Review:

"The novelist who's shown us fiction's future has written a classic tale...an epic of sacrificial love, clashing civilizations and enemies who won't rest until whole family lines have been snuffed out." Ron Charles, The Washington Post

Review:

"[Mitchell's] most emotionally engaging novel yet." Michiko Kakutani, The New York Times

Synopsis:

From the author of Cloud Atlas, now a major motion picture starring Tom Hanks, Halle Berry, Susan Sarandon, and Hugh Grant, and directed by Lana and Andy Wachowski and Tom Tykwer.

The year is 1799, the place Dejima in Nagasaki Harbor, the Japanese Empire’s single port and sole window onto the world, designed to keep the West at bay. To this place of devious merchants, deceitful interpreters, and costly courtesans comes Jacob de Zoet, a devout young clerk who has five years in the East to earn a fortune of sufficient size to win the hand of his wealthy fiancée back in Holland. But Jacob’s original intentions are eclipsed after a chance encounter with Orito Aibagawa, the disfigured midwife to the city’s powerful magistrate. The borders between propriety, profit, and pleasure blur until Jacob finds his vision clouded, one rash promise made and then fatefully broken — the consequences of which will extend beyond Jacob’s worst imaginings.

About the Author

David Mitchell is the acclaimed author of the novels Black Swan Green, which was selected as one of the 10 Best Books of the Year by Time; Cloud Atlas, which was a Man Booker Prize finalist; Number9Dream, which was short-listed for the Man Booker as well as the James Tait Black Memorial Prize; and Ghostwritten, awarded the Mail on Sunday/John Llewellyn Rhys Prize for best book by a writer under 35 and short-listed for the Guardian First Book Award. He lives in Ireland.

What Our Readers Are Saying

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Average customer rating based on 27 comments:

Lauren Davis, January 30, 2013 (view all comments by Lauren Davis)
I heard David Mitchell interviewed on NPR and found what he said, and how he said it to be fascinating. Intrigued, I went to NPR's website and read a selection from The Thousand Autumn's of Jacob de Zoet. It happened to be the first few pages of the opening scene which, quite frankly, horrified me. I concluded I didn't have the constitution to deal with feudal Japan and Mitchell's often intense storytelling style. But then I happened upon the actual book at the library and picked it up to leaf through. After reading one page from the middle, I was hooked. Mitchell's storytelling abilities are just too good.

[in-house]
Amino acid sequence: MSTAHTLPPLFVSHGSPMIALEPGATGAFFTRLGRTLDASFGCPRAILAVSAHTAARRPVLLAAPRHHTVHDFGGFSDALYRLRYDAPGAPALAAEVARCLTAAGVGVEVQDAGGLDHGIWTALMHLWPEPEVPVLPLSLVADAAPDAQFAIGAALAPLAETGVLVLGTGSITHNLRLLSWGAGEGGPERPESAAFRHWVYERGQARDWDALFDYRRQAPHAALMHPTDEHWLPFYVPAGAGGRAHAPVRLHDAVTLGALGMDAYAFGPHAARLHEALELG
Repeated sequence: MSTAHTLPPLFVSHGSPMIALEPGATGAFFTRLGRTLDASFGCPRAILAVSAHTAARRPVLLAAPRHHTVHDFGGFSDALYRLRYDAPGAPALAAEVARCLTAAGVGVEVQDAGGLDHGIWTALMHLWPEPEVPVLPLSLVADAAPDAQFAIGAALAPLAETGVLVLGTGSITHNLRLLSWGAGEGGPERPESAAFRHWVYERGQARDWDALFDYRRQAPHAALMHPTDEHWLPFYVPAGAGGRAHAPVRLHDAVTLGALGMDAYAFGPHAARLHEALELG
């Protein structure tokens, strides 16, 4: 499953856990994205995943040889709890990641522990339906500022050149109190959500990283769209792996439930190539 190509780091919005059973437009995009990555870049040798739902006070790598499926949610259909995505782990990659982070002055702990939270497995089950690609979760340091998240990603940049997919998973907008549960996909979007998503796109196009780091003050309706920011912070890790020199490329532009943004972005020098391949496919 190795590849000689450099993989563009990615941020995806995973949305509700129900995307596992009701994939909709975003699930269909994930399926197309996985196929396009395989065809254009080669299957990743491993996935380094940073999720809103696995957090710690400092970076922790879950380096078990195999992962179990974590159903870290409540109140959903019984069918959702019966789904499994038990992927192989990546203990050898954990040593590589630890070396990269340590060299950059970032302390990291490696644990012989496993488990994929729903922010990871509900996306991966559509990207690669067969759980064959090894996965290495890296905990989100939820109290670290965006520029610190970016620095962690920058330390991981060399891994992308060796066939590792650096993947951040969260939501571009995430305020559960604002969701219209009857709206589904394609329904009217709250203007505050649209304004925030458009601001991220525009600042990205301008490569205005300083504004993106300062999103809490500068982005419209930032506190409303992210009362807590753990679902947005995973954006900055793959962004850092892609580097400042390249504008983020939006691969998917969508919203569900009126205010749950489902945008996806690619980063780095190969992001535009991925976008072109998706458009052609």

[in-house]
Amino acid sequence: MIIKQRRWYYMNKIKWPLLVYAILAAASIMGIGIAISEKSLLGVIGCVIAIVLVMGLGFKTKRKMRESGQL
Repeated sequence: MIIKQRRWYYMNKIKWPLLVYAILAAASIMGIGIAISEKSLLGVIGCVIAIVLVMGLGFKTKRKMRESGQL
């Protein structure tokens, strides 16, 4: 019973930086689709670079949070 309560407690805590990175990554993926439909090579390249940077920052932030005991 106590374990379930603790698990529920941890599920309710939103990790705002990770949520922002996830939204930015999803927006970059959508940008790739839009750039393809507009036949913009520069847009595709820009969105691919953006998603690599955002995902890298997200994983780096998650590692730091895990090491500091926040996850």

The opening scene turned out to be not as horrific as I thought and the rest of the book, while gritty in a few parts, was lyrical, often funny and always compelling. Compared to Mitchell's earlier works, The Thousand Autumns is in a rather conventional storytelling style, until you realize he's written this historical novel entirely in present tense! No wonder it feels like we're there, exploring this exotic, strange, beautiful and foreboding place along side a handful of very engaging characters.

Since reading The Thousand Autumns, I've also read Cloud Atlas, another work of Mitchell's I was worried I wouldn't like and ended up loving. Now I'm entralled with Mitchell's ability to create whole worlds out of his amazing imagination and innovative craft. Prose this good must take a lot of work, but like all real writing, it flows easily and swiftly. I enjoy the ride.
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nicole d, January 30, 2013 (view all comments by nicole d)
A fascinating story written with exquisite historical detail. The story starts simply enough--a Dutchman in the 18th century sets off for a clerkship at a Dutch East India Company trading post in Japan in order to earn his fortune so he can marry the woman he loves. But he doesn't expect to encounter so much corruption that will test his morals, meet a beautiful Japanese midwife, befriend a cantankerous doctor, or parter with a friendly translator to expose an evil monk. This was the sort of novel that kept me surprised and completely engaged from start to finish. The story kept getting better as it went on and I didn't want it to come to an end.